Black Friday and the exclusive Fashion Weeks: Two pinnacle times of the year where retailers and the fashion industry hope to make up for a bad year or put the cherry on top of an awesome upward-driven one. But leading up to (or concluding) these championship fights for retail revenue redemption and leader-crowning, how are retailers and the fashion industry elite getting the word out about the deals or extraordinary collections that they have to sell?
America’s retailers are learning how to chime in on the conversations of their customers through social media. Whether it be Facebook or Twitter, major retailers are learning what their customers like and don’t like based on their Facebook statuses, comments and tweets. Besides using commercials, retailers like Old Navy use their Twitter page to gk ka full form kya hota hai advertise the deals and discounts currently going on in their stores.
Retailers like Cole Haan are using digital media to create aliases for their customers based on the customers’ lifestyles and embed interactive games in their social media pages to compliment these efforts. Cole Haan’s Facebook page mentions “Like us and explore more” to encourage the visitor to dive deeper into how Cole Haan clothing and accessories cater to the “Urban Explorer”.
As B Culture has mentioned before, digital media is a powerful commercialized hammer that some celebrities have wisely wielded to secure the nail in the foundation of a fruitful relationship with their fans. This is the same for high-end fashion designers. Fans of celebrities, the customers of high-end fashion designers, often like for their customers to vote for “who wore it best” and post new looks through their social media fan pages. Celebrities are often the retail industry’s initial guinea pigs and retailers use their customers’ social media comments to know what trends are hitting or missing which is a heads up to the retailer on which ones they should follow or continue to produce.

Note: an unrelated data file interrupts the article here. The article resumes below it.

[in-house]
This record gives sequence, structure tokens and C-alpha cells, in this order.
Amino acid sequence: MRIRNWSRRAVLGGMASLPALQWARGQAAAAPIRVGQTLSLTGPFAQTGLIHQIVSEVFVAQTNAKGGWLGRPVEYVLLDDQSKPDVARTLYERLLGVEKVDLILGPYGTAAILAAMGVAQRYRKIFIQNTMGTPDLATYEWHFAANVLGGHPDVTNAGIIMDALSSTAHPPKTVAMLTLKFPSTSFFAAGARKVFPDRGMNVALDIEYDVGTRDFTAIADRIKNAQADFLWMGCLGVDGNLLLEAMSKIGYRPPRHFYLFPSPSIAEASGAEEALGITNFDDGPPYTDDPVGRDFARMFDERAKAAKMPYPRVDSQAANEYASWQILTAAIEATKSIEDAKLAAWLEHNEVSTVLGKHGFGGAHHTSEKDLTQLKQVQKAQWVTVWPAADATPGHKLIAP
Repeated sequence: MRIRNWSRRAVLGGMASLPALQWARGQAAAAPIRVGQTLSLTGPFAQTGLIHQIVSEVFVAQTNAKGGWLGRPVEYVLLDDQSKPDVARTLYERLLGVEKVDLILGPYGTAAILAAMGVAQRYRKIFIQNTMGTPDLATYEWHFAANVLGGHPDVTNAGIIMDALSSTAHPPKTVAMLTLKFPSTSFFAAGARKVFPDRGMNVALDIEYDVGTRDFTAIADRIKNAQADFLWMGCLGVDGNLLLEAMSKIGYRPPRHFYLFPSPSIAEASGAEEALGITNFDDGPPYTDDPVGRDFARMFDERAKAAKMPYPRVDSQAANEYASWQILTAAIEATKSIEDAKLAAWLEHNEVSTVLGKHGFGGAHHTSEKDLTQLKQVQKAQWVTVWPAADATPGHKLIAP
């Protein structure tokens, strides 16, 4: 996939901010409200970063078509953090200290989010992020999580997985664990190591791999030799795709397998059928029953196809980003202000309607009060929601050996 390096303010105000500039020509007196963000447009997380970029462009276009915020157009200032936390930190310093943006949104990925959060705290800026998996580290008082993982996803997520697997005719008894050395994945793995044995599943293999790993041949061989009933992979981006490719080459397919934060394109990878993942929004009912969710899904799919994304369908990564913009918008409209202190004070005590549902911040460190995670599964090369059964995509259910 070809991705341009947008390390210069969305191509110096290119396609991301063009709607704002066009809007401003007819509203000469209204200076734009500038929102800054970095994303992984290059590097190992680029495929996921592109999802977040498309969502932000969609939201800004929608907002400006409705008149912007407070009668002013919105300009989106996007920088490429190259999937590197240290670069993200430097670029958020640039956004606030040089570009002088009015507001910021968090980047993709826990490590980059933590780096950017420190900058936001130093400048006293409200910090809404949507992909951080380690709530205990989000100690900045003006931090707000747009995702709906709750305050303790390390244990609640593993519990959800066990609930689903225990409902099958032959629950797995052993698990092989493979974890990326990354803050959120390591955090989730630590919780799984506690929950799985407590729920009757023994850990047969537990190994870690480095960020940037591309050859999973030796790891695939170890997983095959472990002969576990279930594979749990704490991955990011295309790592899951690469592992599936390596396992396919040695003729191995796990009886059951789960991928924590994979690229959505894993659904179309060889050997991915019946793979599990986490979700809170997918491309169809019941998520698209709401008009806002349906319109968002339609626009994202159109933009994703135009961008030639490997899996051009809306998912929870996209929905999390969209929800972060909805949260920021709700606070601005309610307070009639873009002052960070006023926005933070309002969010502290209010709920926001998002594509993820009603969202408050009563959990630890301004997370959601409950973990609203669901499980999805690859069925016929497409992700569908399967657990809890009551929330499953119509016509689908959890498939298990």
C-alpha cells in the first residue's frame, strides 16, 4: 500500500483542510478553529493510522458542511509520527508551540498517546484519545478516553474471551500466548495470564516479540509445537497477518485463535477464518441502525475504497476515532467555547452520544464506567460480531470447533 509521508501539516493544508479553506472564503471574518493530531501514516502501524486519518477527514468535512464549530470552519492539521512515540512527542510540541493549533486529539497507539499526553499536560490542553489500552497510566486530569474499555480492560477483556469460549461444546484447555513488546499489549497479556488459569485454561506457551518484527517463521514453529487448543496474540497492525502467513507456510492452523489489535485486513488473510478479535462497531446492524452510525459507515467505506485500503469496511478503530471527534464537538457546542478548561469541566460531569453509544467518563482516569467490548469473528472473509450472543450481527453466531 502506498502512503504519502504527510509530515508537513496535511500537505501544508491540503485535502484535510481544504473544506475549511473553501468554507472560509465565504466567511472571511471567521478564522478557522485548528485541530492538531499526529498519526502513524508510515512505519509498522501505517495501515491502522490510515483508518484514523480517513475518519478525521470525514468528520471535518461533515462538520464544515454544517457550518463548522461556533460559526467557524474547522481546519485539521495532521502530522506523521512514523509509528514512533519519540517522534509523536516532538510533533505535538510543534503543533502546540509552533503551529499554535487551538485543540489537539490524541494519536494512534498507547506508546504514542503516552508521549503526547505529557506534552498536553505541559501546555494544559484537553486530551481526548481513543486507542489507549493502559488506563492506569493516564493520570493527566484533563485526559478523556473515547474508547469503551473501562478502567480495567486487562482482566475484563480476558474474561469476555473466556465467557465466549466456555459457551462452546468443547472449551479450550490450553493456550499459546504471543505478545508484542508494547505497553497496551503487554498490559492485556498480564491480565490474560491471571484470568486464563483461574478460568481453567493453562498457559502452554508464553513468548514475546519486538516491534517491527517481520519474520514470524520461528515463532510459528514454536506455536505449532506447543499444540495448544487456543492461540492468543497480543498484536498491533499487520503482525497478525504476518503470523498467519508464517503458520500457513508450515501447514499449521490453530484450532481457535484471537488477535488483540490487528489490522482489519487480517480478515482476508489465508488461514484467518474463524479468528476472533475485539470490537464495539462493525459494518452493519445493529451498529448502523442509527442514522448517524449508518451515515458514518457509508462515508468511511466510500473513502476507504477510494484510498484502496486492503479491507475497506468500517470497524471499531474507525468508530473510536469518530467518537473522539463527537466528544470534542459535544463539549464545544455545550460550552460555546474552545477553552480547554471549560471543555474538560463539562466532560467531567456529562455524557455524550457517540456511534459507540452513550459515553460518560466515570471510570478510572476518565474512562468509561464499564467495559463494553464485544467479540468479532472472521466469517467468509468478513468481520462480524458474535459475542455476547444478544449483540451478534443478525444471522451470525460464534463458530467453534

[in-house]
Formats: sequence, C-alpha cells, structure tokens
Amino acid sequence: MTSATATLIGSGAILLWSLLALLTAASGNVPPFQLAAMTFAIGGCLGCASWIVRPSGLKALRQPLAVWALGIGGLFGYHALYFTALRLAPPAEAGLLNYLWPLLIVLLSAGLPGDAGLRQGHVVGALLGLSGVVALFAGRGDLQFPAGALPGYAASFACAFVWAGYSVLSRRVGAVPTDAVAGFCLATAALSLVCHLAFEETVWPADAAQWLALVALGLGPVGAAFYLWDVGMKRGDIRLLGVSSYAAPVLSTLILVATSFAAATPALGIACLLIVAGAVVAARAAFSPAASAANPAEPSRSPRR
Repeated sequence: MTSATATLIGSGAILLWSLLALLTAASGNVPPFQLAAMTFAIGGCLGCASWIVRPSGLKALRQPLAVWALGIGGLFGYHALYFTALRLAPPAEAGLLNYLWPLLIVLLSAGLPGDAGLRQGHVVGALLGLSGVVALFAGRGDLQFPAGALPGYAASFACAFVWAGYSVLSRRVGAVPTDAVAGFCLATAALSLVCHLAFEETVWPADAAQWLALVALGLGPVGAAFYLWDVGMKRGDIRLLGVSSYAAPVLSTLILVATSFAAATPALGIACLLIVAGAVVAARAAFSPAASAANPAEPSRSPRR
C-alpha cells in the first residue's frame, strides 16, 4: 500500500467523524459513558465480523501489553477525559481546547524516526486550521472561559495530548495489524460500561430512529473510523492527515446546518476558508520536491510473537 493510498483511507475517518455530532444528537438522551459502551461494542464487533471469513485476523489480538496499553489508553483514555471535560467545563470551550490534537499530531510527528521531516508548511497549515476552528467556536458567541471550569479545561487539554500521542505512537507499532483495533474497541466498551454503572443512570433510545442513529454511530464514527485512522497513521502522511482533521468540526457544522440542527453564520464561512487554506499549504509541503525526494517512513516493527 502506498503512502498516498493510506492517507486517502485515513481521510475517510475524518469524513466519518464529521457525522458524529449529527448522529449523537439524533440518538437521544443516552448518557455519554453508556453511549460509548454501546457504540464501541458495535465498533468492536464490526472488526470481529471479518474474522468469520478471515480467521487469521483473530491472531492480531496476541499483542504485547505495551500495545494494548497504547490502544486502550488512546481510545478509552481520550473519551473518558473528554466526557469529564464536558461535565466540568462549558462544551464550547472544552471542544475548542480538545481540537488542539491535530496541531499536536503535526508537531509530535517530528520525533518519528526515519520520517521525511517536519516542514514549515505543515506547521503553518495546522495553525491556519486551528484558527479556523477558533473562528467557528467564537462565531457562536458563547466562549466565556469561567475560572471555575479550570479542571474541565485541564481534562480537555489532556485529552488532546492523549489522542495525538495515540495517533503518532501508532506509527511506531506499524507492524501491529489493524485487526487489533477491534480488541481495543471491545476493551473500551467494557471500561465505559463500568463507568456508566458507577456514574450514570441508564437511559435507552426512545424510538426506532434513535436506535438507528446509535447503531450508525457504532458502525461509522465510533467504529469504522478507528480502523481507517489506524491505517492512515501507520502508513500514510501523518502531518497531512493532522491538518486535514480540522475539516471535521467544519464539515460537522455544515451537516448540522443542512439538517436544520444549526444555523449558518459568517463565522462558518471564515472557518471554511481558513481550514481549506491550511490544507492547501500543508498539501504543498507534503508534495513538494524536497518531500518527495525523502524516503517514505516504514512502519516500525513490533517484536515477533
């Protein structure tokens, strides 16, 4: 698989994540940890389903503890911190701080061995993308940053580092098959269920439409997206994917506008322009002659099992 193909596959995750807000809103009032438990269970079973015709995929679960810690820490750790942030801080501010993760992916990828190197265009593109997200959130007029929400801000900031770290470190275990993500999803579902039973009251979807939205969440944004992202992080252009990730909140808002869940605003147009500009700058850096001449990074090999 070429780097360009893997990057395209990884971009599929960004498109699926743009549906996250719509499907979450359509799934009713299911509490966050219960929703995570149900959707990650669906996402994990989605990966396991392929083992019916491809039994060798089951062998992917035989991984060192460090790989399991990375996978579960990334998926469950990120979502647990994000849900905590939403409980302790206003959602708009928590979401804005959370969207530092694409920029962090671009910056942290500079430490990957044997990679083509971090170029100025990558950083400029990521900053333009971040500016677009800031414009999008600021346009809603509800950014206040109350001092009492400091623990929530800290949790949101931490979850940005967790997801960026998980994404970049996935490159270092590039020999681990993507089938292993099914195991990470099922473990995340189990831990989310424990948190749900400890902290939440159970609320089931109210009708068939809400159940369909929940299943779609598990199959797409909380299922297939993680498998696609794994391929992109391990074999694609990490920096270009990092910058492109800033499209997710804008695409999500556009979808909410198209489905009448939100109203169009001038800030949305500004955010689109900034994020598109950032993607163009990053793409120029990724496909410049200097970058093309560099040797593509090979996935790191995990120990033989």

Digital media also helps high-end fashion designers get the word out about how to access a designer’s full collection, the campaign and allows the fashion industry’s supporting cast – the Press and stylists – to chime in on what they liked or didn’t like, what fashion shows they are excited to see and how the public can mix and match the designer’s pieces. Louis Vuitton has their full Spring 2012 fashion show on YouTube. Before YouTube, customers could only dream of seeing a high-end fashion show from beginning to end. The video of the above Louis Vuitton fashion show is in HD, which further gives the viewer the experience of being at the actual show.
From New York Fashion Week to a new high-end boutique opening up in L.A., fashion editors and socialites can us Foursquare to let their followers know what fashion shows and store opening they are spiriting to cover or shop next. Retailers can also use Foursquare to reward their frequent visitors with special discounts and recognition. In the image above, Jeremy P. is listed as the major of Kenneth Cole in SoHo. Foursquare makes an individual a celebrity along with the place the individual frequents.
Digital and social media has given the customer more of an immediate say in what works and what doesn’t. This gives the retailer and designer the ability to react more quickly and efficiently within their next collection. It seems social media may have accelerated the transition between fashion trends because of the swift reaction to what’s hot and what’s not. Interactive media is now the digitalized style meteorologist for the fashion industry.